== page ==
The voice is first heard when we popped out of a tummy, all goo'ed up and icky, but we were still the most sought after thing to be held and admired. Isn't it a wonder how all we see through the goo is the little wonder.
Over time this voice goes through learning, performing, and adapting phases, to then become an inherent part of our personality, charm and identity.
Some of us may have this voice altered through voice lessons, public speaking classes, or leadership workshops, or then just living with someone who doesn't particularly like your style of speaking!
And that's just the physical voice.
Then there's the voice that identifies your thinking, beliefs and values. It's a completely different type of voice, that firstly takes years to find, and then develop as time goes on. While the two are very different, I see them both intertwining so much that the extent of their relationship begs for a separate discussion. It'll definitely help me make lucid my own opinions and ideas about the subject! It's quite a murky and highly intriguing area.
There are no hard and fast rules that can be listed, but there are some generalized impressions that exist socially. I read a bit online and what I gleaned from some of the forums (vs. articles, because sometimes it's more interesting to read what a regular person thinks, rather than a bubbled academic version) is this - People have created criteria including loud, soft, confident, shy, introvert, extrovert, leader, follower etc. and these criteria have undergone combinations to arrive at a person's personality traits. For example, I've picked a sample of the most basic ones -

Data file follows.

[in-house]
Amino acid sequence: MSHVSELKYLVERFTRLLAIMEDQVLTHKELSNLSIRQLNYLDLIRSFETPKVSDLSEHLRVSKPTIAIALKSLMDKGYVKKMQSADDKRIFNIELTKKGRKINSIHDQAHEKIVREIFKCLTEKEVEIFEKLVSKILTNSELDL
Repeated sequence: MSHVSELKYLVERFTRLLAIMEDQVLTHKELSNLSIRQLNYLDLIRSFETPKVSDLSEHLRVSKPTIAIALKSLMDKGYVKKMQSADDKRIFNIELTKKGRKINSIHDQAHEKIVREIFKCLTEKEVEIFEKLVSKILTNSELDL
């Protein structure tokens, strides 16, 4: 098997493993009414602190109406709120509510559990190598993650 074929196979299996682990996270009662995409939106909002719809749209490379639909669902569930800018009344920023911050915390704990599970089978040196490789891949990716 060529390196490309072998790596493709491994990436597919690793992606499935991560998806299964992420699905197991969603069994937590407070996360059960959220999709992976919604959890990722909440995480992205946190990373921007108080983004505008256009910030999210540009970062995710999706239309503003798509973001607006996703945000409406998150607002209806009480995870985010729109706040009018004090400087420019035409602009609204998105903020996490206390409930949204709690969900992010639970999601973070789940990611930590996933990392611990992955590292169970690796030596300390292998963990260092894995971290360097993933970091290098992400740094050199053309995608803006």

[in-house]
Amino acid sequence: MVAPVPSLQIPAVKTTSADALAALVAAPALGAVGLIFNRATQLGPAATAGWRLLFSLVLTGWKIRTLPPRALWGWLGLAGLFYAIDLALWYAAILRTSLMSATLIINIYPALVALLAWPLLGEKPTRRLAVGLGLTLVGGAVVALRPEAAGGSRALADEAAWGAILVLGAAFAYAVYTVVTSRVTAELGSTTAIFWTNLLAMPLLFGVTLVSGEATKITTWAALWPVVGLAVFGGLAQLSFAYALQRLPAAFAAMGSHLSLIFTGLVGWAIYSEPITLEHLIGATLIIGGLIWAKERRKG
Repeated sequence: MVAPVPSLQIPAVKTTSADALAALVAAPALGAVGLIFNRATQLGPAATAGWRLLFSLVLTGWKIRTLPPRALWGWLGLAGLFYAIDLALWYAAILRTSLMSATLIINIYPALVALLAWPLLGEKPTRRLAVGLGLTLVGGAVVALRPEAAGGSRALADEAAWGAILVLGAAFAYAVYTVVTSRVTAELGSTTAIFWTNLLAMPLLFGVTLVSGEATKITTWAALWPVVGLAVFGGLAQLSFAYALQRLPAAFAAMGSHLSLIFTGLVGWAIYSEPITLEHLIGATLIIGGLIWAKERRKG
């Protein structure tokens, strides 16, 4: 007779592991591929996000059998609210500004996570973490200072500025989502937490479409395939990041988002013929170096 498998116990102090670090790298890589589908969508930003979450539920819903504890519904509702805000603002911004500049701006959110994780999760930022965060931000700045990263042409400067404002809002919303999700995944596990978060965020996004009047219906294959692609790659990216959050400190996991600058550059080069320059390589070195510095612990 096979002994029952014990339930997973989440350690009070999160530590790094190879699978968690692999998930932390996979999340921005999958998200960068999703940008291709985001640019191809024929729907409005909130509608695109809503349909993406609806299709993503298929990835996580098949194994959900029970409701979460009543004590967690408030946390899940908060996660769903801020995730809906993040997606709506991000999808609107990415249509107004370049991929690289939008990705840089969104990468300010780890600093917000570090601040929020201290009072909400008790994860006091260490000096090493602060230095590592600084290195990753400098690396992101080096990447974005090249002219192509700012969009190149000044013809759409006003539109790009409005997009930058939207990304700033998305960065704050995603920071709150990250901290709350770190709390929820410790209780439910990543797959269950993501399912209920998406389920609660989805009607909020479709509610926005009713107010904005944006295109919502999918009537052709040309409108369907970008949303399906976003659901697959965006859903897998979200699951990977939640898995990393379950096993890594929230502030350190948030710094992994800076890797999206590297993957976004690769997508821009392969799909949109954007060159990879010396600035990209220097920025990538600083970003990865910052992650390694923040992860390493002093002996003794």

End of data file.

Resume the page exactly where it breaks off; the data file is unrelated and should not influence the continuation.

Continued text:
Loud people are more confident?
Loud people have empty heads?
Soft-spoken people are shy and not confident? Or
Soft-spoken people are more sure of themselves?
Then, to complicate it further, let's mix the other voice. The one that reflects your values, and helps carve your character.
If you are loud, does it mean you have stronger beliefs? Or is the other way around?
It's all meshed together, but with specific paths within the mesh if we choose to look carefully. Still, perhaps there exists no clear cut answer because haven't these opinions or voices been shaped by our own circumstances or environments which are unique to us alone, and oblivion to others?
I have no answers, as I sit here today and type this, I'm thinking about the trigger for this post - an article by Christopher Hitchens in Vanity Fair "Unspoken Truths". It really is very well written piece that moved me (thanks me love for sharing).
It is eye opening in that it makes us realize how easily we abandon the importance of our voices until we have it no more. The voice, both literally and figuratively support each other and should make its way to the forefront of you, whether it is said loudly or softly. In Mr. Hitchens words, "So this above all, find your own voice."
PS: Thanks Casey for the nudge.
Today I'm humming Ne Me Quitte Pas by Regina Spektor